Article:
Bluetooth PSK31/WSJT/Digital interface for Yaesu FT817 (and a tablet/PC)

I used a bluetooth CAT control with my Yaesu FT817 for quite awhile ($14 on ebay) and was generally happy with it. There is a small lag but one can get used to it. The advantage is no wires between a laptop and transceiver. Also, I could use my HP Stream tablet with it (Win 8) this way.

Given this success, I entertained an idea of making a digital (soundcard) interface wireless too. As the connection would be simplex and mono (1 channel), a regular bluetooth phone headset seemed up to the job.

I happened to have one laying around without much use so the first step was to prove the concept which was very easy. Once paired with the laptop / tablet, the headset became available as a soundcard in HRD DM780 settings. I tried sending some RTTY to it and it worked. I guess now I understand what Alexander Graham Bell felt like when his first phone worked (hi hi).

However, receiving (listening) from the headset did not work. After some googling, I found a hint – set bluetooth headset soundcard as a Default device in the Control Panel -> Sound -> Recording Devices settings. That helped right away so the next step was wiring the headset to the transceiver.

After disassembling the headset, I removed existing battery, speaker and mic and soldered new thin wires to the connecting pads.

Headset with wires

 

For TX (audio out) – I added a 1:25 resistive divider to decrease the output voltage off the speaker wires and to match the voltage requirements of Yaesu; and soldered the speakers wires to it. For RX (audio in), I needed to match Yaesu output to the headset mic. After some experimentation, a combination of two SMD capacitors to both pins and a small resistor in series to avoid overloading and to provide DC isolation finally worked.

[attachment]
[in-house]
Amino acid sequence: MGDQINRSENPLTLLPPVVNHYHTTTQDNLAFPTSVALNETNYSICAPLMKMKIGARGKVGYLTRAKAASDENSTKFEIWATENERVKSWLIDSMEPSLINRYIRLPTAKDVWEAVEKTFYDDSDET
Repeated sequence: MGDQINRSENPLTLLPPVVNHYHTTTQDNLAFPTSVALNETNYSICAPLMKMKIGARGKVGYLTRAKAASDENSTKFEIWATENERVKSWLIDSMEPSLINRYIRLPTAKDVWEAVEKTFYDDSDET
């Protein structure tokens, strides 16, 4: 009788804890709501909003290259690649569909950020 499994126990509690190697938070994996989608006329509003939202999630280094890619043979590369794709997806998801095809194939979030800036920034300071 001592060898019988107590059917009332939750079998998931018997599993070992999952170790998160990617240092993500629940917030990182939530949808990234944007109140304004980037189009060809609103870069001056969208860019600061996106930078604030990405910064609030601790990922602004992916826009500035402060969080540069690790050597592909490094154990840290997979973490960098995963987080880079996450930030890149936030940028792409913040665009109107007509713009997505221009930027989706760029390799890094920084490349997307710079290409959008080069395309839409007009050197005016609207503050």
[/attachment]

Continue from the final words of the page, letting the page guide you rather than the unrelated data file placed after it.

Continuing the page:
Finally, I added a new bigger OEM Li-Ion battery (insulated with black tape) and a USB charger PCB with a switch to improve on portable operation time of the headset.

Li-Ion battery with a charger PCB

The headset, battery, charger, and the existing CAT BT control PCB all managed to fit into a small plastic enclosure. Some hot glue helped to secure them in place.

The boards sit on top of the battery / charger; to isolate the layer I cut a small sheet off a thick polyethylene water jug.

IMG_0789

The enclosure is secured with two small strips of a velcro tape. The battery can be charged via a USB connector; the switch turns on/off the bluetooth headset.

IMG_0788

The PTT is controlled by the software via the CAT control. Now to chase DX with WSJT QRP mode!

 

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QSL cards received and answered

Fresh QSL cards in the mail today – all received direct and to be confirmed direct via Canada Post mail tomorrow morning:

QSL_i2rib qsl_kd0cdm qsl_k4bll

What’s really puzzling me is that most of the QSL cards I receive recently were for digital modes. Before, most of my QSL cards came from my CW correspondents. Generally speaking, I would generally expect a modern digital mode like JT65/JT9 to be confirmed via LOTW…  Still, it’s a thrill discovering a familiar size envelope in the mailbox: it’s like a box of chocolates -you never know what you’re gonna get.

One week on JT65 on 40m

jt65_20140819

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Unattended (somewhat) JT9 / JT65 on 40m and JT-Alert

Once I had my digital interface in place, I used my new FT817ND with great success for ragchewing using PSK31, several contest-style contacts with W1AW on RTTY, and then some WSPR propagation tests, before I stumbled upon the WSJT-X app by K1JT following some questions from a ham on a local amateur radio club forum.

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Wired (and wireless) interface for digital modes for Yaesu FT-817ND

I had bought a sound card interface kit (http://foxdelta.com/products/sc2.htm) some time ago which I planned to use with soundcard-based digital modes such as PSK31 and RTTY.

Recently, I finally found time to build it and wire it to my new Yaesu FT817ND radio. Overall, it was an easy and pleasurable build – took me less than an hour. The design is very well thought and easily expandable.

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